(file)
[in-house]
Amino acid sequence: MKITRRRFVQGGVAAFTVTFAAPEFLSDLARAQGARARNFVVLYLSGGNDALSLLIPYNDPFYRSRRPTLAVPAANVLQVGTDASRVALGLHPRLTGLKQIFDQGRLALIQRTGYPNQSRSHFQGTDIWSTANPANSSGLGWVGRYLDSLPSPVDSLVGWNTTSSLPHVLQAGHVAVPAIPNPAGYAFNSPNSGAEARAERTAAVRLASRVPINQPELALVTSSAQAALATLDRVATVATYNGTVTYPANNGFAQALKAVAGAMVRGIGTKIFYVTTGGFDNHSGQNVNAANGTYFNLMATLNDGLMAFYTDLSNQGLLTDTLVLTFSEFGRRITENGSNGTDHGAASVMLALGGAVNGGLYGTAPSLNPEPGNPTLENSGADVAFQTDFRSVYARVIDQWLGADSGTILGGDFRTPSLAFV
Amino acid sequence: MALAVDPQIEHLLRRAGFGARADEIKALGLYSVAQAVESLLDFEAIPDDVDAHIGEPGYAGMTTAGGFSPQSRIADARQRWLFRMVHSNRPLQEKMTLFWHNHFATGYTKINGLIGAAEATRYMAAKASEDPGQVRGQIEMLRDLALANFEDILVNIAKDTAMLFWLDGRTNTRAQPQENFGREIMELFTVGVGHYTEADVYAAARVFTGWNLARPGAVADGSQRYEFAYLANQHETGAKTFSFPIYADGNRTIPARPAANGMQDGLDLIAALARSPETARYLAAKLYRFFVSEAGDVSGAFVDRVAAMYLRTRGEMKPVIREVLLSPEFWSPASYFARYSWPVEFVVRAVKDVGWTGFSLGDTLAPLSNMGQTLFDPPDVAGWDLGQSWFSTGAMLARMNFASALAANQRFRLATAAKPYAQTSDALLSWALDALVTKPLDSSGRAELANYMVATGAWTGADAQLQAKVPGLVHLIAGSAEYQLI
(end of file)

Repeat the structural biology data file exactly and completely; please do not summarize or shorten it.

[in-house]
Amino acid sequence: MKITRRRFVQGGVAAFTVTFAAPEFLSDLARAQGARARNFVVLYLSGGNDALSLLIPYNDPFYRSRRPTLAVPAANVLQVGTDASRVALGLHPRLTGLKQIFDQGRLALIQRTGYPNQSRSHFQGTDIWSTANPANSSGLGWVGRYLDSLPSPVDSLVGWNTTSSLPHVLQAGHVAVPAIPNPAGYAFNSPNSGAEARAERTAAVRLASRVPINQPELALVTSSAQAALATLDRVATVATYNGTVTYPANNGFAQALKAVAGAMVRGIGTKIFYVTTGGFDNHSGQNVNAANGTYFNLMATLNDGLMAFYTDLSNQGLLTDTLVLTFSEFGRRITENGSNGTDHGAASVMLALGGAVNGGLYGTAPSLNPEPGNPTLENSGADVAFQTDFRSVYARVIDQWLGADSGTILGGDFRTPSLAFV
Amino acid sequence: MALAVDPQIEHLLRRAGFGARADEIKALGLYSVAQAVESLLDFEAIPDDVDAHIGEPGYAGMTTAGGFSPQSRIADARQRWLFRMVHSNRPLQEKMTLFWHNHFATGYTKINGLIGAAEATRYMAAKASEDPGQVRGQIEMLRDLALANFEDILVNIAKDTAMLFWLDGRTNTRAQPQENFGREIMELFTVGVGHYTEADVYAAARVFTGWNLARPGAVADGSQRYEFAYLANQHETGAKTFSFPIYADGNRTIPARPAANGMQDGLDLIAALARSPETARYLAAKLYRFFVSEAGDVSGAFVDRVAAMYLRTRGEMKPVIREVLLSPEFWSPASYFARYSWPVEFVVRAVKDVGWTGFSLGDTLAPLSNMGQTLFDPPDVAGWDLGQSWFSTGAMLARMNFASALAANQRFRLATAAKPYAQTSDALLSWALDALVTKPLDSSGRAELANYMVATGAWTGADAQLQAKVPGLVHLIAGSAEYQLI